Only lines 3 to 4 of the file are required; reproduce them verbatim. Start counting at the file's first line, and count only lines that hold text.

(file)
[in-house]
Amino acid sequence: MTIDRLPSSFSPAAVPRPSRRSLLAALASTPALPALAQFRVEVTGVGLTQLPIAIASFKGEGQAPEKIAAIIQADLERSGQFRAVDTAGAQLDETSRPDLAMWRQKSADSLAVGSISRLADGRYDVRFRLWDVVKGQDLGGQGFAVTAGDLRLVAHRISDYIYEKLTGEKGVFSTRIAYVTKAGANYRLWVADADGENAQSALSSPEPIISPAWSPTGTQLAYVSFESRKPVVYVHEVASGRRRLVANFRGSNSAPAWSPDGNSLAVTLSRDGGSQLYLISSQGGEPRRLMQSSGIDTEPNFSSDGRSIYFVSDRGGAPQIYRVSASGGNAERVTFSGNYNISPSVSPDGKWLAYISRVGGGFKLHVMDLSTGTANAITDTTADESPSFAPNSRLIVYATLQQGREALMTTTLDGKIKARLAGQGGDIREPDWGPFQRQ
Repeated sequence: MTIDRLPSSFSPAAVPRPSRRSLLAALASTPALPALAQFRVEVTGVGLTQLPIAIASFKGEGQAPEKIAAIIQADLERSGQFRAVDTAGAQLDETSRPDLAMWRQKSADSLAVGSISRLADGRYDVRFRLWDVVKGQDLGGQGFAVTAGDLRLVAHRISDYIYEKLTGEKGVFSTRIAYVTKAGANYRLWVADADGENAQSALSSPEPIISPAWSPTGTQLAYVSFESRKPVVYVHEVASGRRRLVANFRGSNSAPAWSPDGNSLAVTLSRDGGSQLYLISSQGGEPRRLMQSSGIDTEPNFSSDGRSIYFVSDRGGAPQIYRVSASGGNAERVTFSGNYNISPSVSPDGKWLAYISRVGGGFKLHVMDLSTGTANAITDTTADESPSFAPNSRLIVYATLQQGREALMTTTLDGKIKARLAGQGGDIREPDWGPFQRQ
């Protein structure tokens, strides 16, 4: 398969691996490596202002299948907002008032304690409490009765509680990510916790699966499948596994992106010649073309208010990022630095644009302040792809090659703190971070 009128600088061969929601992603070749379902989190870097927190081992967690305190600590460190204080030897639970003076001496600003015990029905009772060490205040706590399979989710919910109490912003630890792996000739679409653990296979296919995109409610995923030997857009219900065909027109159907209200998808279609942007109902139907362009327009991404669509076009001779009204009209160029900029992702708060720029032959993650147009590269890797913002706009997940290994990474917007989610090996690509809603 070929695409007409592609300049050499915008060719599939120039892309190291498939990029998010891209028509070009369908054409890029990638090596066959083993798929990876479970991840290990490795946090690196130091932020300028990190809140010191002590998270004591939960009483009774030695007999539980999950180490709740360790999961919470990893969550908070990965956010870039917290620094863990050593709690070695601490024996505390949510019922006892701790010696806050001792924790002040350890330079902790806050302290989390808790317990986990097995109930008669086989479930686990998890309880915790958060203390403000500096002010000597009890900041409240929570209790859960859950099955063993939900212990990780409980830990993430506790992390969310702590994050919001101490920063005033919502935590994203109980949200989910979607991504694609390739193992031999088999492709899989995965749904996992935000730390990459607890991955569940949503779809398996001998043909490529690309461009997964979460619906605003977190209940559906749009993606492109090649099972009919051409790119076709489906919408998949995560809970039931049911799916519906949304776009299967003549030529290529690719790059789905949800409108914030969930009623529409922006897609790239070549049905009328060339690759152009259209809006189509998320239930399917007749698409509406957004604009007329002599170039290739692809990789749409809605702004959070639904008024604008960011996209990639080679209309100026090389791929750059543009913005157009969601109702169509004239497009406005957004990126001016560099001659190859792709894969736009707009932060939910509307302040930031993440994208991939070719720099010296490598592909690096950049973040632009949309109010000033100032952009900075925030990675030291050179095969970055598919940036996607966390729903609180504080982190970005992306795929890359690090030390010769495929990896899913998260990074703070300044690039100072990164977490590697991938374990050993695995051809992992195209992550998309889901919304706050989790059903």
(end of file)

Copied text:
Repeated sequence: MTIDRLPSSFSPAAVPRPSRRSLLAALASTPALPALAQFRVEVTGVGLTQLPIAIASFKGEGQAPEKIAAIIQADLERSGQFRAVDTAGAQLDETSRPDLAMWRQKSADSLAVGSISRLADGRYDVRFRLWDVVKGQDLGGQGFAVTAGDLRLVAHRISDYIYEKLTGEKGVFSTRIAYVTKAGANYRLWVADADGENAQSALSSPEPIISPAWSPTGTQLAYVSFESRKPVVYVHEVASGRRRLVANFRGSNSAPAWSPDGNSLAVTLSRDGGSQLYLISSQGGEPRRLMQSSGIDTEPNFSSDGRSIYFVSDRGGAPQIYRVSASGGNAERVTFSGNYNISPSVSPDGKWLAYISRVGGGFKLHVMDLSTGTANAITDTTADESPSFAPNSRLIVYATLQQGREALMTTTLDGKIKARLAGQGGDIREPDWGPFQRQ
């Protein structure tokens, strides 16, 4: 398969691996490596202002299948907002008032304690409490009765509680990510916790699966499948596994992106010649073309208010990022630095644009302040792809090659703190971070 009128600088061969929601992603070749379902989190870097927190081992967690305190600590460190204080030897639970003076001496600003015990029905009772060490205040706590399979989710919910109490912003630890792996000739679409653990296979296919995109409610995923030997857009219900065909027109159907209200998808279609942007109902139907362009327009991404669509076009001779009204009209160029900029992702708060720029032959993650147009590269890797913002706009997940290994990474917007989610090996690509809603 070929695409007409592609300049050499915008060719599939120039892309190291498939990029998010891209028509070009369908054409890029990638090596066959083993798929990876479970991840290990490795946090690196130091932020300028990190809140010191002590998270004591939960009483009774030695007999539980999950180490709740360790999961919470990893969550908070990965956010870039917290620094863990050593709690070695601490024996505390949510019922006892701790010696806050001792924790002040350890330079902790806050302290989390808790317990986990097995109930008669086989479930686990998890309880915790958060203390403000500096002010000597009890900041409240929570209790859960859950099955063993939900212990990780409980830990993430506790992390969310702590994050919001101490920063005033919502935590994203109980949200989910979607991504694609390739193992031999088999492709899989995965749904996992935000730390990459607890991955569940949503779809398996001998043909490529690309461009997964979460619906605003977190209940559906749009993606492109090649099972009919051409790119076709489906919408998949995560809970039931049911799916519906949304776009299967003549030529290529690719790059789905949800409108914030969930009623529409922006897609790239070549049905009328060339690759152009259209809006189509998320239930399917007749698409509406957004604009007329002599170039290739692809990789749409809605702004959070639904008024604008960011996209990639080679209309100026090389791929750059543009913005157009969601109702169509004239497009406005957004990126001016560099001659190859792709894969736009707009932060939910509307302040930031993440994208991939070719720099010296490598592909690096950049973040632009949309109010000033100032952009900075925030990675030291050179095969970055598919940036996607966390729903609180504080982190970005992306795929890359690090030390010769495929990896899913998260990074703070300044690039100072990164977490590697991938374990050993695995051809992992195209992550998309889901919304706050989790059903």